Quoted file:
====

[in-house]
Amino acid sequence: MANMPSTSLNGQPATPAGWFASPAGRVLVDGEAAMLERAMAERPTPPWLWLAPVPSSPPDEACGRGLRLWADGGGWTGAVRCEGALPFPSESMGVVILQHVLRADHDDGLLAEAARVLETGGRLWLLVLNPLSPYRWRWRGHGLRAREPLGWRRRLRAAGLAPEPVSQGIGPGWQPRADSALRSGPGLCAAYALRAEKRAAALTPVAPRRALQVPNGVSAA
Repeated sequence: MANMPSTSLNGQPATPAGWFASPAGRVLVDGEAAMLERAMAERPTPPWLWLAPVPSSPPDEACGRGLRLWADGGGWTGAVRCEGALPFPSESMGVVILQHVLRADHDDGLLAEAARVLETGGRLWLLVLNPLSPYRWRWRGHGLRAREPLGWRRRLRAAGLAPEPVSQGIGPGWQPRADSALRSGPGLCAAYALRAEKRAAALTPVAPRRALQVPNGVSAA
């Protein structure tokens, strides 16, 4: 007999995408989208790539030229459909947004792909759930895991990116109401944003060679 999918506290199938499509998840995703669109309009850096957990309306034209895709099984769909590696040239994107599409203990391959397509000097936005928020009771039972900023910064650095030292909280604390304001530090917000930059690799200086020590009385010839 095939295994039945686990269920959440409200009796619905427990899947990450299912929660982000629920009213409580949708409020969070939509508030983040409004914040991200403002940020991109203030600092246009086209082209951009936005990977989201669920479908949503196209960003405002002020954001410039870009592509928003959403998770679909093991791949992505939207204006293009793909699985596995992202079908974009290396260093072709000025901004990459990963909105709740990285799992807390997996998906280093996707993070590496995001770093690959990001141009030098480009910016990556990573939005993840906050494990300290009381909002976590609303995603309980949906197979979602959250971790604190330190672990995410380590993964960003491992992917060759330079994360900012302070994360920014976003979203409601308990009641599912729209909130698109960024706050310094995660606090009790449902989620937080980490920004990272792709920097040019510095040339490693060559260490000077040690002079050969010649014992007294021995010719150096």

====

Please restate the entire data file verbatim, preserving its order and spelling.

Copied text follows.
[in-house]
Amino acid sequence: MANMPSTSLNGQPATPAGWFASPAGRVLVDGEAAMLERAMAERPTPPWLWLAPVPSSPPDEACGRGLRLWADGGGWTGAVRCEGALPFPSESMGVVILQHVLRADHDDGLLAEAARVLETGGRLWLLVLNPLSPYRWRWRGHGLRAREPLGWRRRLRAAGLAPEPVSQGIGPGWQPRADSALRSGPGLCAAYALRAEKRAAALTPVAPRRALQVPNGVSAA
Repeated sequence: MANMPSTSLNGQPATPAGWFASPAGRVLVDGEAAMLERAMAERPTPPWLWLAPVPSSPPDEACGRGLRLWADGGGWTGAVRCEGALPFPSESMGVVILQHVLRADHDDGLLAEAARVLETGGRLWLLVLNPLSPYRWRWRGHGLRAREPLGWRRRLRAAGLAPEPVSQGIGPGWQPRADSALRSGPGLCAAYALRAEKRAAALTPVAPRRALQVPNGVSAA
């Protein structure tokens, strides 16, 4: 007999995408989208790539030229459909947004792909759930895991990116109401944003060679 999918506290199938499509998840995703669109309009850096957990309306034209895709099984769909590696040239994107599409203990391959397509000097936005928020009771039972900023910064650095030292909280604390304001530090917000930059690799200086020590009385010839 095939295994039945686990269920959440409200009796619905427990899947990450299912929660982000629920009213409580949708409020969070939509508030983040409004914040991200403002940020991109203030600092246009086209082209951009936005990977989201669920479908949503196209960003405002002020954001410039870009592509928003959403998770679909093991791949992505939207204006293009793909699985596995992202079908974009290396260093072709000025901004990459990963909105709740990285799992807390997996998906280093996707993070590496995001770093690959990001141009030098480009910016990556990573939005993840906050494990300290009381909002976590609303995603309980949906197979979602959250971790604190330190672990995410380590993964960003491992992917060759330079994360900012302070994360920014976003979203409601308990009641599912729209909130698109960024706050310094995660606090009790449902989620937080980490920004990272792709920097040019510095040339490693060559260490000077040690002079050969010649014992007294021995010719150096």